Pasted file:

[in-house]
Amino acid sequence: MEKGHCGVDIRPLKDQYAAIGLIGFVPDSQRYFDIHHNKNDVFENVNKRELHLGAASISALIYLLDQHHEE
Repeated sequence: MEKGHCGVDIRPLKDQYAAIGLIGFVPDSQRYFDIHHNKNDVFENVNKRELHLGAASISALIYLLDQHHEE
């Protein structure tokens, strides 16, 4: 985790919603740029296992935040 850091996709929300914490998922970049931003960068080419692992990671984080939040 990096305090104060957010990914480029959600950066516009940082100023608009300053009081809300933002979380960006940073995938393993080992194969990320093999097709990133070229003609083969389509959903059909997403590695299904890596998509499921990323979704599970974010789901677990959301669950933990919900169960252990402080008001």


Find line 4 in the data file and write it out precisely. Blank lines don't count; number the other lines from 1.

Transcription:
């Protein structure tokens, strides 16, 4: 985790919603740029296992935040 850091996709929300914490998922970049931003960068080419692992990671984080939040 990096305090104060957010990914480029959600950066516009940082100023608009300053009081809300933002979380960006940073995938393993080992194969990320093999097709990133070229003609083969389509959903059909997403590695299904890596998509499921990323979704599970974010789901677990959301669950933990919900169960252990402080008001």